Building more roundabouts is one way the Government plans to improve safety on our roads, but controversy looms over the removal of a big roundabout in Panmure.
Auckland Transport is going against the Government's Vision Zero plan to make roads safer by tearing up the Panmure roundabout and replacing it with a dangerous intersection, says the Panmure Community Action Group.
The Ministry of Transport is stepping up plans for the Vision Zero road safety plan aimed to halve the number of road deaths in the next 10 years.
Among the safety measures are replacing signalised intersections with roundabouts, which lead to more minor accidents but fewer serious accidents.
Panmure Community Action Group spokesman Keith Sharp said AT are contradicting Government policy by replacing a safe roundabout with a dangerous intersection.
"Roundabouts are statistically safer than signalised intersections in terms of reducing fatal or serious injury traffic accidents," Sharp said in an email to mayor Phil Goff and councillors ahead of final demolition works on the roundabout next month.
Sharp said that since 2006 council planners have been saying the Panmure roundabout is inherently dangerous, but he contends this is a myth.
He said a 2012 report to the NZ Transport Agency, called "Improved Multi-Lane Roundabout Designs for Urban Areas", contained overseas and New Zealand evidence showing roundabouts should have "significantly fewer injury crashes, especially serious and fatal".
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The report said an analysis of 40 intersections in the Auckland region demonstrated a 47 per cent reduction in vehicle occupant injuries and concluded "roundabouts should be the preferred choice over traffic signals, particularly for intersections with four arms or more".
Sharp said no mention was made of the NZTA report during public consultation on the Eastern Busway and questioned if politicians overseeing the project were made aware of the report.
"If they were, should they have instructed the Eastern Busway planners to revise their design to retain the roundabout?" Sharp said in the email to Goff and councillors.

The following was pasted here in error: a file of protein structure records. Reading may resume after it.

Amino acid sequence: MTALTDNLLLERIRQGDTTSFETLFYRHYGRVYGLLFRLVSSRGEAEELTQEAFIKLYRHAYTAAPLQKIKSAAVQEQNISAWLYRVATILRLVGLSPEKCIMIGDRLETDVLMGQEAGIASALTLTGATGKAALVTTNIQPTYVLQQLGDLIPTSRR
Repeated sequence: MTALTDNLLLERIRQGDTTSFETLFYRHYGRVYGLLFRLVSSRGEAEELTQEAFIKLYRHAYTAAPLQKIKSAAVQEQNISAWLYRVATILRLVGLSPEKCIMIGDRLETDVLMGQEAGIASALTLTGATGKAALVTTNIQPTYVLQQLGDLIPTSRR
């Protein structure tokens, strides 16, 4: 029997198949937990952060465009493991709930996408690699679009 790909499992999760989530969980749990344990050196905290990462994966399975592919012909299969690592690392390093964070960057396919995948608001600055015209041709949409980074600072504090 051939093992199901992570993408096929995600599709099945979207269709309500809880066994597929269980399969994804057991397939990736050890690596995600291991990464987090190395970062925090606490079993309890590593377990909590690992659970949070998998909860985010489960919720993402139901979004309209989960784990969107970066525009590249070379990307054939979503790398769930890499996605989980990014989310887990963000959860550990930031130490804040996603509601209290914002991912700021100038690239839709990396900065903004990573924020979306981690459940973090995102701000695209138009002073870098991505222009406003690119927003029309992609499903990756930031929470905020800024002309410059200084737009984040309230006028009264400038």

An AT spokesman said the new signalised intersection will allow the $1.4 billion Eastern Busway to operate effectively by enabling buses to drive safely and reliably between Panmure station and Lagoon Drive.
"This would not be possible with the current multi-lane roundabout format due to the frequency and lack of priority for buses required to travel through this area.
"The intersection will also offer significantly improved safety and accessibility for cyclists and pedestrians between Panmure Station, the town centre and other amenities in the area, including newly developed cycling and walking paths, Lagoon Pools and Leisure Centre and nearby sports fields," the spokesman said.
He said all parts of the project were subject to a standard independent road safety audit process, including motor vehicles, during the design and consenting phase.
A spokesman for Associate Transport Minister Julie Anne Genter, who is responsible for road safety, said the Minister has not had an opportunity to be fully briefed on the project so is not in a position to provide a response at this time.
The Eastern Busway is a high-frequency, rapid-transit bus corridor with cycling and walking paths connecting Panmure Station with new stations at Pakuranga and Botany Town Centres.
When completed, journey times will be reduced by up to a third for passengers travelling by bus and train between Botany and Britomart, the spokesman said.